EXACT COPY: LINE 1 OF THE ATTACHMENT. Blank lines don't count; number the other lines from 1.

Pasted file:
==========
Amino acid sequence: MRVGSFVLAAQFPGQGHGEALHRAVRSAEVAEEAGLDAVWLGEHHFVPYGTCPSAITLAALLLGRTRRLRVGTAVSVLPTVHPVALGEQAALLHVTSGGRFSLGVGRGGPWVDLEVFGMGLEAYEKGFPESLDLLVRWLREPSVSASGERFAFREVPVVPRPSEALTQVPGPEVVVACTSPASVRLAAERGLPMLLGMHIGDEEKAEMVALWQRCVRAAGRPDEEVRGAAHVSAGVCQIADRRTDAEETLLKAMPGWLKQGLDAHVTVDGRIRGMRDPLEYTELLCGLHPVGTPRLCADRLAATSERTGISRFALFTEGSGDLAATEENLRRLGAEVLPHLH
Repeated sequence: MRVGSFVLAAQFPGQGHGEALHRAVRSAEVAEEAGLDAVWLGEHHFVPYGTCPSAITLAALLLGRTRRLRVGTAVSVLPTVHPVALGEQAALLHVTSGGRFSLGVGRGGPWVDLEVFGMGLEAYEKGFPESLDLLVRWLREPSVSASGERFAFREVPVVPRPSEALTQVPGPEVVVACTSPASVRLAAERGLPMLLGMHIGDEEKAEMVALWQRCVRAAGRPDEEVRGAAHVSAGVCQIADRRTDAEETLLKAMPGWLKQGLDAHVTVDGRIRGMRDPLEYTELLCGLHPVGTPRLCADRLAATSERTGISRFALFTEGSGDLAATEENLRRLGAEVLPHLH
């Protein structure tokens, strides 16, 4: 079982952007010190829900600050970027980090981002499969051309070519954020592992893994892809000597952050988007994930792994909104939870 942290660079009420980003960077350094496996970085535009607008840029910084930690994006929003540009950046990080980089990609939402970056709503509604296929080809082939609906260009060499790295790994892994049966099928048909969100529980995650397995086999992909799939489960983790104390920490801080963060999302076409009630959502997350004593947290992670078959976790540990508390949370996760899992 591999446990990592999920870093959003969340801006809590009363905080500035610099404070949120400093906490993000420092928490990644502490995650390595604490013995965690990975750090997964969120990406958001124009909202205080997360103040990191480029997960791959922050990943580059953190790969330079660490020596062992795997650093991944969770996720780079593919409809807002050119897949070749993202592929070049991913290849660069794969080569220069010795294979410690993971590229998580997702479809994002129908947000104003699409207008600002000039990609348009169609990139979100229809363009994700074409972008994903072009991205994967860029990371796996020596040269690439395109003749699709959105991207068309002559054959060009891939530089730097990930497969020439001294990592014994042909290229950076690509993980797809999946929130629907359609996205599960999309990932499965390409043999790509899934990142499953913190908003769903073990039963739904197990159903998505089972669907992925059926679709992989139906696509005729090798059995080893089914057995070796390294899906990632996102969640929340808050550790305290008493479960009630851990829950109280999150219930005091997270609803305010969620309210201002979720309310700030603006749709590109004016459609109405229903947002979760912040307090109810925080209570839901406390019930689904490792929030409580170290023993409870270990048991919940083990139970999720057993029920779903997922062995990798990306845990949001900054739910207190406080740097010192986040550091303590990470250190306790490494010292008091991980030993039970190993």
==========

Amino acid sequence: MRVGSFVLAAQFPGQGHGEALHRAVRSAEVAEEAGLDAVWLGEHHFVPYGTCPSAITLAALLLGRTRRLRVGTAVSVLPTVHPVALGEQAALLHVTSGGRFSLGVGRGGPWVDLEVFGMGLEAYEKGFPESLDLLVRWLREPSVSASGERFAFREVPVVPRPSEALTQVPGPEVVVACTSPASVRLAAERGLPMLLGMHIGDEEKAEMVALWQRCVRAAGRPDEEVRGAAHVSAGVCQIADRRTDAEETLLKAMPGWLKQGLDAHVTVDGRIRGMRDPLEYTELLCGLHPVGTPRLCADRLAATSERTGISRFALFTEGSGDLAATEENLRRLGAEVLPHLH